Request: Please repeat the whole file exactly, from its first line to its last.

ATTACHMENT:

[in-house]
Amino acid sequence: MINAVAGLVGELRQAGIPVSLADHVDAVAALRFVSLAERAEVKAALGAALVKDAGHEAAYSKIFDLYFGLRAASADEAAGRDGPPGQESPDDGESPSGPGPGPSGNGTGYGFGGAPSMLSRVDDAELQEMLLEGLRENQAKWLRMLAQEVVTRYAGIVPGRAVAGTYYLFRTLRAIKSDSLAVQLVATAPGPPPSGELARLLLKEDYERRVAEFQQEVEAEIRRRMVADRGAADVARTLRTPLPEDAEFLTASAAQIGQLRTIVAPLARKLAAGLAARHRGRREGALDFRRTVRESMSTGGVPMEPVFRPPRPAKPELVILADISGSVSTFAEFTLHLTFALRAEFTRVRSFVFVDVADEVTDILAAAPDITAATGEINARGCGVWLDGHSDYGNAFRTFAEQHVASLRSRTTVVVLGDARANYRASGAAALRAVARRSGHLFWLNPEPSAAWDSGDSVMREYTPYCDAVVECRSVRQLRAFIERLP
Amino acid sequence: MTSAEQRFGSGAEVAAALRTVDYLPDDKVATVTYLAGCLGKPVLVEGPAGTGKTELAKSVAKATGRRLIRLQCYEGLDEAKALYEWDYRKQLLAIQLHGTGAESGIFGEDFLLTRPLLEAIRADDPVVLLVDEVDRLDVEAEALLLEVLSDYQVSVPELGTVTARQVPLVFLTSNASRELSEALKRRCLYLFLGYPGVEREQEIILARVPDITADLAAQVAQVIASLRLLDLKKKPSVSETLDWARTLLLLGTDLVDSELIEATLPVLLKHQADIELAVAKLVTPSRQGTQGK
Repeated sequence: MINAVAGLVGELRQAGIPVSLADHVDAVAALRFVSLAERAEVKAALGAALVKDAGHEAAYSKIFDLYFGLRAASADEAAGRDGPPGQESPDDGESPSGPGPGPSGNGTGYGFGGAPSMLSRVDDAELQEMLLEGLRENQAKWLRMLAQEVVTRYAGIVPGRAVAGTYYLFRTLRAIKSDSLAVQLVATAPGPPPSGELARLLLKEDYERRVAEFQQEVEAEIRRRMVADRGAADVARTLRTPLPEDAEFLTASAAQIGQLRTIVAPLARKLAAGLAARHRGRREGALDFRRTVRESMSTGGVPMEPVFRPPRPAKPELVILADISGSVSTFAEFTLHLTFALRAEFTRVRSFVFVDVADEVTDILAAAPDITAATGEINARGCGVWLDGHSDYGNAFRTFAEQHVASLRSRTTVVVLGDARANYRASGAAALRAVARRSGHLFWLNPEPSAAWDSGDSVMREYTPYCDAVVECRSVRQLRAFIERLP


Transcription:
[in-house]
Amino acid sequence: MINAVAGLVGELRQAGIPVSLADHVDAVAALRFVSLAERAEVKAALGAALVKDAGHEAAYSKIFDLYFGLRAASADEAAGRDGPPGQESPDDGESPSGPGPGPSGNGTGYGFGGAPSMLSRVDDAELQEMLLEGLRENQAKWLRMLAQEVVTRYAGIVPGRAVAGTYYLFRTLRAIKSDSLAVQLVATAPGPPPSGELARLLLKEDYERRVAEFQQEVEAEIRRRMVADRGAADVARTLRTPLPEDAEFLTASAAQIGQLRTIVAPLARKLAAGLAARHRGRREGALDFRRTVRESMSTGGVPMEPVFRPPRPAKPELVILADISGSVSTFAEFTLHLTFALRAEFTRVRSFVFVDVADEVTDILAAAPDITAATGEINARGCGVWLDGHSDYGNAFRTFAEQHVASLRSRTTVVVLGDARANYRASGAAALRAVARRSGHLFWLNPEPSAAWDSGDSVMREYTPYCDAVVECRSVRQLRAFIERLP
Amino acid sequence: MTSAEQRFGSGAEVAAALRTVDYLPDDKVATVTYLAGCLGKPVLVEGPAGTGKTELAKSVAKATGRRLIRLQCYEGLDEAKALYEWDYRKQLLAIQLHGTGAESGIFGEDFLLTRPLLEAIRADDPVVLLVDEVDRLDVEAEALLLEVLSDYQVSVPELGTVTARQVPLVFLTSNASRELSEALKRRCLYLFLGYPGVEREQEIILARVPDITADLAAQVAQVIASLRLLDLKKKPSVSETLDWARTLLLLGTDLVDSELIEATLPVLLKHQADIELAVAKLVTPSRQGTQGK
Repeated sequence: MINAVAGLVGELRQAGIPVSLADHVDAVAALRFVSLAERAEVKAALGAALVKDAGHEAAYSKIFDLYFGLRAASADEAAGRDGPPGQESPDDGESPSGPGPGPSGNGTGYGFGGAPSMLSRVDDAELQEMLLEGLRENQAKWLRMLAQEVVTRYAGIVPGRAVAGTYYLFRTLRAIKSDSLAVQLVATAPGPPPSGELARLLLKEDYERRVAEFQQEVEAEIRRRMVADRGAADVARTLRTPLPEDAEFLTASAAQIGQLRTIVAPLARKLAAGLAARHRGRREGALDFRRTVRESMSTGGVPMEPVFRPPRPAKPELVILADISGSVSTFAEFTLHLTFALRAEFTRVRSFVFVDVADEVTDILAAAPDITAATGEINARGCGVWLDGHSDYGNAFRTFAEQHVASLRSRTTVVVLGDARANYRASGAAALRAVARRSGHLFWLNPEPSAAWDSGDSVMREYTPYCDAVVECRSVRQLRAFIERLP